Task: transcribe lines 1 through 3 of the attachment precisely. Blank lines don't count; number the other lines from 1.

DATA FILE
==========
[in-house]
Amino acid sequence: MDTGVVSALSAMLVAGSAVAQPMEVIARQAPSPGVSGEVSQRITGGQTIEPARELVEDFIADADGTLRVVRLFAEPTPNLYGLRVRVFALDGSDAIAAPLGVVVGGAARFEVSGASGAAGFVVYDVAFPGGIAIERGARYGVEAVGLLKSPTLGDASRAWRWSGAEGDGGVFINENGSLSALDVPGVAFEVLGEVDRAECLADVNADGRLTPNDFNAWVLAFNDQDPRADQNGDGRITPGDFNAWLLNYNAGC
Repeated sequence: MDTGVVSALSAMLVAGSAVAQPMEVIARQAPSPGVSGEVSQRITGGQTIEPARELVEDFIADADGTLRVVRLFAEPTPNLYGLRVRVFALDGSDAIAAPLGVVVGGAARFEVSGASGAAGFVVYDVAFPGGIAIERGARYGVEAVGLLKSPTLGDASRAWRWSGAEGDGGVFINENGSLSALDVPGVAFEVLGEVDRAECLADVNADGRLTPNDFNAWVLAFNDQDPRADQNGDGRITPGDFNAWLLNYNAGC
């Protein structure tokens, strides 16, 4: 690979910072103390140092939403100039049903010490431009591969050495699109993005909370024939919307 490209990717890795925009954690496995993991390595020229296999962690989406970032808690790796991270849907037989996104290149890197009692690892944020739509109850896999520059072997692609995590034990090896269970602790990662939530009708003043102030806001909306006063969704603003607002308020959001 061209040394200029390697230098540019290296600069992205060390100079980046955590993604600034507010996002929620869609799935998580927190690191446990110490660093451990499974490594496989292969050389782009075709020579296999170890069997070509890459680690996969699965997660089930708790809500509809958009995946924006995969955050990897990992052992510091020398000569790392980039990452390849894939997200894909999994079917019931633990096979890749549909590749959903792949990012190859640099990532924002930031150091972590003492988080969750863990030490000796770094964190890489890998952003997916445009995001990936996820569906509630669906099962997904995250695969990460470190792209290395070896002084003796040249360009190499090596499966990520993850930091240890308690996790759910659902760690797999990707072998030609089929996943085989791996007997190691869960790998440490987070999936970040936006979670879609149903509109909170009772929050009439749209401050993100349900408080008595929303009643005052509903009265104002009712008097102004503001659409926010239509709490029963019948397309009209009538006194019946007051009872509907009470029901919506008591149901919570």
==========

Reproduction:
[in-house]
Amino acid sequence: MDTGVVSALSAMLVAGSAVAQPMEVIARQAPSPGVSGEVSQRITGGQTIEPARELVEDFIADADGTLRVVRLFAEPTPNLYGLRVRVFALDGSDAIAAPLGVVVGGAARFEVSGASGAAGFVVYDVAFPGGIAIERGARYGVEAVGLLKSPTLGDASRAWRWSGAEGDGGVFINENGSLSALDVPGVAFEVLGEVDRAECLADVNADGRLTPNDFNAWVLAFNDQDPRADQNGDGRITPGDFNAWLLNYNAGC
Repeated sequence: MDTGVVSALSAMLVAGSAVAQPMEVIARQAPSPGVSGEVSQRITGGQTIEPARELVEDFIADADGTLRVVRLFAEPTPNLYGLRVRVFALDGSDAIAAPLGVVVGGAARFEVSGASGAAGFVVYDVAFPGGIAIERGARYGVEAVGLLKSPTLGDASRAWRWSGAEGDGGVFINENGSLSALDVPGVAFEVLGEVDRAECLADVNADGRLTPNDFNAWVLAFNDQDPRADQNGDGRITPGDFNAWLLNYNAGC